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About 85 percent of Lompoc Unified School District’s 11th-grade students took SAT exams this month with no out-of-pocket costs, thanks to a new district initiative.

The test, which can be critical for many students in their college application process, was offered to all LUSD high school juniors March 7. The 562 students who took advantage of the offer not only were able to complete the test, but also received unique access codes to gain access to online score reports and other college and career exploration programs made available by the College Board, which develops the SAT.

Lompoc school officials claim that LUSD is the first school district in the region to offer the SAT free for all high school juniors. In 2017, the cost to take an SAT was about $60, with optional add-ons that could run the cost well above the $100 threshold.

“We are extremely proud to offer this opportunity to all of our students,” said LUSD Superintendent Trevor McDonald.

LUSD has committed to offering the test free to students and their families at least through the 2019-20 school year. Funding for the testing was included in the district’s 2017-20 Local Control Accountability Plan, or LCAP, which outlines how the district intends to allocate funds.

According to that plan, which was approved by the LUSD board of education on Sept. 12, 2017, the district earmarked $70,000 for the testing this year, $80,000 for the 2018-19 school year and $90,000 for 2019-20.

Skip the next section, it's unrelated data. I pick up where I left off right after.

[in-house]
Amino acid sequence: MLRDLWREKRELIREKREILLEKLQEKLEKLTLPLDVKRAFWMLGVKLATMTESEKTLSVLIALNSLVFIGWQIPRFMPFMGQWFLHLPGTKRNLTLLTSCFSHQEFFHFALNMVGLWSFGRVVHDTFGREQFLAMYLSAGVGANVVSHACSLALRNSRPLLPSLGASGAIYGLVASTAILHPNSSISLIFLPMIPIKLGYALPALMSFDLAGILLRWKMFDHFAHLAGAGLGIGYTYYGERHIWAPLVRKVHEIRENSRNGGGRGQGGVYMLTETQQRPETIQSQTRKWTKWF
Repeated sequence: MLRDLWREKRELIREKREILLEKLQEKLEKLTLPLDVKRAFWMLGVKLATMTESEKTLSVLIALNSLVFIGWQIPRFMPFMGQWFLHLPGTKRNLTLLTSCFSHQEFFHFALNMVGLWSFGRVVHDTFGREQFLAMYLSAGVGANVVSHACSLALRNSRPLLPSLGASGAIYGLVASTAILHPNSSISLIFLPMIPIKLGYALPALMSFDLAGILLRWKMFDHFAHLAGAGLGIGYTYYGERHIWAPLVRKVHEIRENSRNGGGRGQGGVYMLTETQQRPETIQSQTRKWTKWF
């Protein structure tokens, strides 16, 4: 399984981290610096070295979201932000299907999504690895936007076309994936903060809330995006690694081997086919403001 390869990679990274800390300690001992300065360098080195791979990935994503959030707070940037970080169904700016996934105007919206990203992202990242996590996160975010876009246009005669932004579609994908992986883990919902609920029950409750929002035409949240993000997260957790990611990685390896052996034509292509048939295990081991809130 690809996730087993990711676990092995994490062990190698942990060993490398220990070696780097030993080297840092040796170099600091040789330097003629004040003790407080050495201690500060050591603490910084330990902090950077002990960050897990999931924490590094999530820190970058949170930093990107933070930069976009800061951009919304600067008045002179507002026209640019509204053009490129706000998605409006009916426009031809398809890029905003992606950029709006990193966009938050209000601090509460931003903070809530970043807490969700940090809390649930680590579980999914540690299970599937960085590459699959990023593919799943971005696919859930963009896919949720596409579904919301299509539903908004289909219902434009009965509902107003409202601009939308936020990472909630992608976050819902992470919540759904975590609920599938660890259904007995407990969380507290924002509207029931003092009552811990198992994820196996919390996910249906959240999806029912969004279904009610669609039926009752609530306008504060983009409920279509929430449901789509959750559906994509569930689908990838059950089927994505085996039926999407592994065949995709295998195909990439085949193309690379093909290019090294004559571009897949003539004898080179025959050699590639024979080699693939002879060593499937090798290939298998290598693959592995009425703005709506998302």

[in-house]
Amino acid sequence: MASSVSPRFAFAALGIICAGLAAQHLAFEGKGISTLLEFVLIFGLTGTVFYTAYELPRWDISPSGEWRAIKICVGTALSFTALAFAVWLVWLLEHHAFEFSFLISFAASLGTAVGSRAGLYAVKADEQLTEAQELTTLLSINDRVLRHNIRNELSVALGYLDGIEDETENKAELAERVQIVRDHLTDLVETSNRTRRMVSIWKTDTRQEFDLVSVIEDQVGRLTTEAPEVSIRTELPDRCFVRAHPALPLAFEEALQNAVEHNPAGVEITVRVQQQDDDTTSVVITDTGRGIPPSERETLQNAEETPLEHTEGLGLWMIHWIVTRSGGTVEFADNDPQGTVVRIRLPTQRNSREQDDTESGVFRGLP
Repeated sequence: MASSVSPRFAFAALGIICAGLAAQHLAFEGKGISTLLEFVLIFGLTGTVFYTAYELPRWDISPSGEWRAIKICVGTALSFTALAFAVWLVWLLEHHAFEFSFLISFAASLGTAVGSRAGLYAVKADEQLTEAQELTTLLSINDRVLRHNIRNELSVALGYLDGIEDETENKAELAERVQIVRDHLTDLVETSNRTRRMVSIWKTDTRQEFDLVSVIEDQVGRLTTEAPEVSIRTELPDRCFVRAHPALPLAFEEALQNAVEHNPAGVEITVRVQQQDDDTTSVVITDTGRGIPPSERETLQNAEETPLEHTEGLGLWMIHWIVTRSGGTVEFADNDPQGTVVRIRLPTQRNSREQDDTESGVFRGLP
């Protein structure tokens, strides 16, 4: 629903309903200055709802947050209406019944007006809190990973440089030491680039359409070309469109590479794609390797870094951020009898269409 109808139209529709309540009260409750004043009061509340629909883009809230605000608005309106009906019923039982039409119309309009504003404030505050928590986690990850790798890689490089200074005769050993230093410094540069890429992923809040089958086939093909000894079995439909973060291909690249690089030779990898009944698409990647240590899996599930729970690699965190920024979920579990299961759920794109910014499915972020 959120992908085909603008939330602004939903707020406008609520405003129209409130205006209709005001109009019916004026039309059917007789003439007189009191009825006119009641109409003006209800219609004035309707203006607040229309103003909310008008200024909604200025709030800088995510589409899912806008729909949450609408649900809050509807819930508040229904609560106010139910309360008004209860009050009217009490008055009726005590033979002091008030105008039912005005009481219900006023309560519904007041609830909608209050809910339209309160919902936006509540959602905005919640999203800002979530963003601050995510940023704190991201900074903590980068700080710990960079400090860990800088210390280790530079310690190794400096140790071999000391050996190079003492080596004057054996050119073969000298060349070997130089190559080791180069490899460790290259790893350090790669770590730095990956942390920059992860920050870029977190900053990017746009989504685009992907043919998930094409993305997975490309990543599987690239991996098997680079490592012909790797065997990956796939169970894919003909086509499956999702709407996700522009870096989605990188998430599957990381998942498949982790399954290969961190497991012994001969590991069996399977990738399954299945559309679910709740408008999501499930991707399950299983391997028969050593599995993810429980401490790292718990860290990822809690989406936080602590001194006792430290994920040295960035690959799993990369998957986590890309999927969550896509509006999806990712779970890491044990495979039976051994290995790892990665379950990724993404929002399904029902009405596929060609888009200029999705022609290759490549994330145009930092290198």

That funding covers the SAT exams, as well as College Board’s Advanced Placement tests for students who are completing AP courses.

“We know that education is the great equalizer,” said Kathi Froemming, the district’s assistant superintendent of educational services. “We are grateful to champion this effort.”

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The students took the tests at their regular school campuses. The SAT is designed to focus on skills and knowledge that will better prepare students for college and the workforce. It covers vocabulary and math that are widely used in college and career fields, and it features an essay to assess students’ ability to write coherently and analytically.

Taking the SAT, according to LUSD, provides the following advantages to students:

  • It measures the reading, math and writing skills needed for college, and for success in most jobs and careers in today’s world. After the test, students can see how their skills measure up by reviewing their score report, which can also be used by students to find their “skill gaps” so they can make plans to fill those gaps before college begins.
  • The Student Search Service gives SAT test takers the option to voluntarily place their names and addresses in a pool of college-bound students interested in receiving admission and financial aid information from certified colleges, universities and scholarship agencies.
  • The College Board has teamed up with Khan Academy to provide personalized, online practice tools for students at no cost.
  • Juniors who score well may qualify for National Merit Recognition and scholarships.
  • It provides valuable information to parents and students on student potential for advanced academics in high school.

Score reports are expected to be available to the students in April, LUSD reported.

“We will continue to put the focus on students and providing them with every opportunity possible,” McDonald said. “Our students deserve access to resources that other students in Santa Barbara County and the state have.”

Willis Jacobson covers the city of Lompoc for Lee Central Coast Newspapers. Follow him on Twitter @WJacobsonLR.

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